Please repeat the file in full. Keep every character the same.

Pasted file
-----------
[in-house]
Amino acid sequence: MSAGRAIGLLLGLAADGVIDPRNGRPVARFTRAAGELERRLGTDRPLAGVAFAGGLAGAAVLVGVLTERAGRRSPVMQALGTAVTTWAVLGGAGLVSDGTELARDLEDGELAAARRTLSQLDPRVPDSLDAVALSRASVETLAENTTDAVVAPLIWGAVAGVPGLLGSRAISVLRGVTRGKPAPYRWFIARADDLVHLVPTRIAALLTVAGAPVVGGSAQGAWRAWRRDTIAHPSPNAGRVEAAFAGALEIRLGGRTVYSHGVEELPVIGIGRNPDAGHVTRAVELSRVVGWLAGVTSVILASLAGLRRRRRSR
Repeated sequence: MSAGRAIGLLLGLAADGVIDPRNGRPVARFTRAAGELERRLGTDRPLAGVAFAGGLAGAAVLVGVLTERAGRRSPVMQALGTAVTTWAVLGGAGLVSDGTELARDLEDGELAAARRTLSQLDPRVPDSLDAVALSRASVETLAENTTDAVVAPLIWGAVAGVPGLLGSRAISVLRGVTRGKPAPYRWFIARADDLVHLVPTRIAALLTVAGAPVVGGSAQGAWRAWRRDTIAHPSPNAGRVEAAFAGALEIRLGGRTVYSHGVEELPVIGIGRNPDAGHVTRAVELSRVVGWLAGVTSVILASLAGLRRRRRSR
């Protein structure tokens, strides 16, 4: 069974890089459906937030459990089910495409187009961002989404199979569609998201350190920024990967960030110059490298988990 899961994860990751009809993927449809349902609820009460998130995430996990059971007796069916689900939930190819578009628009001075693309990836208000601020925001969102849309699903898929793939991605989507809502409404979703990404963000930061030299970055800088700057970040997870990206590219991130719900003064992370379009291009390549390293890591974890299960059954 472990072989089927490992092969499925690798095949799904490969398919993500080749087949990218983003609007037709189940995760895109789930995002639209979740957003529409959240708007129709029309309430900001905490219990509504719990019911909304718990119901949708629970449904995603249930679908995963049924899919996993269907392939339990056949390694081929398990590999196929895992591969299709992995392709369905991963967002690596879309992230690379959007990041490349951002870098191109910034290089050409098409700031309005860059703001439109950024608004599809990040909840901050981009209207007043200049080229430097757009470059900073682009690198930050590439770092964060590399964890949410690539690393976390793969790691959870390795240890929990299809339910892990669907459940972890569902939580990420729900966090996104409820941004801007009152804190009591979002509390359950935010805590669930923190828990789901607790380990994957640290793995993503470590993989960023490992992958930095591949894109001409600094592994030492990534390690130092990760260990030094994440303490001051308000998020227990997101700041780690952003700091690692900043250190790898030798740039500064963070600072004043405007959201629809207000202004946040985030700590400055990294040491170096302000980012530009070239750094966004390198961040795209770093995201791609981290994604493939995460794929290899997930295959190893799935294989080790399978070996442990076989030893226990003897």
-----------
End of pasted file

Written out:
[in-house]
Amino acid sequence: MSAGRAIGLLLGLAADGVIDPRNGRPVARFTRAAGELERRLGTDRPLAGVAFAGGLAGAAVLVGVLTERAGRRSPVMQALGTAVTTWAVLGGAGLVSDGTELARDLEDGELAAARRTLSQLDPRVPDSLDAVALSRASVETLAENTTDAVVAPLIWGAVAGVPGLLGSRAISVLRGVTRGKPAPYRWFIARADDLVHLVPTRIAALLTVAGAPVVGGSAQGAWRAWRRDTIAHPSPNAGRVEAAFAGALEIRLGGRTVYSHGVEELPVIGIGRNPDAGHVTRAVELSRVVGWLAGVTSVILASLAGLRRRRRSR
Repeated sequence: MSAGRAIGLLLGLAADGVIDPRNGRPVARFTRAAGELERRLGTDRPLAGVAFAGGLAGAAVLVGVLTERAGRRSPVMQALGTAVTTWAVLGGAGLVSDGTELARDLEDGELAAARRTLSQLDPRVPDSLDAVALSRASVETLAENTTDAVVAPLIWGAVAGVPGLLGSRAISVLRGVTRGKPAPYRWFIARADDLVHLVPTRIAALLTVAGAPVVGGSAQGAWRAWRRDTIAHPSPNAGRVEAAFAGALEIRLGGRTVYSHGVEELPVIGIGRNPDAGHVTRAVELSRVVGWLAGVTSVILASLAGLRRRRRSR
């Protein structure tokens, strides 16, 4: 069974890089459906937030459990089910495409187009961002989404199979569609998201350190920024990967960030110059490298988990 899961994860990751009809993927449809349902609820009460998130995430996990059971007796069916689900939930190819578009628009001075693309990836208000601020925001969102849309699903898929793939991605989507809502409404979703990404963000930061030299970055800088700057970040997870990206590219991130719900003064992370379009291009390549390293890591974890299960059954 472990072989089927490992092969499925690798095949799904490969398919993500080749087949990218983003609007037709189940995760895109789930995002639209979740957003529409959240708007129709029309309430900001905490219990509504719990019911909304718990119901949708629970449904995603249930679908995963049924899919996993269907392939339990056949390694081929398990590999196929895992591969299709992995392709369905991963967002690596879309992230690379959007990041490349951002870098191109910034290089050409098409700031309005860059703001439109950024608004599809990040909840901050981009209207007043200049080229430097757009470059900073682009690198930050590439770092964060590399964890949410690539690393976390793969790691959870390795240890929990299809339910892990669907459940972890569902939580990420729900966090996104409820941004801007009152804190009591979002509390359950935010805590669930923190828990789901607790380990994957640290793995993503470590993989960023490992992958930095591949894109001409600094592994030492990534390690130092990760260990030094994440303490001051308000998020227990997101700041780690952003700091690692900043250190790898030798740039500064963070600072004043405007959201629809207000202004946040985030700590400055990294040491170096302000980012530009070239750094966004390198961040795209770093995201791609981290994604493939995460794929290899997930295959190893799935294989080790399978070996442990076989030893226990003897």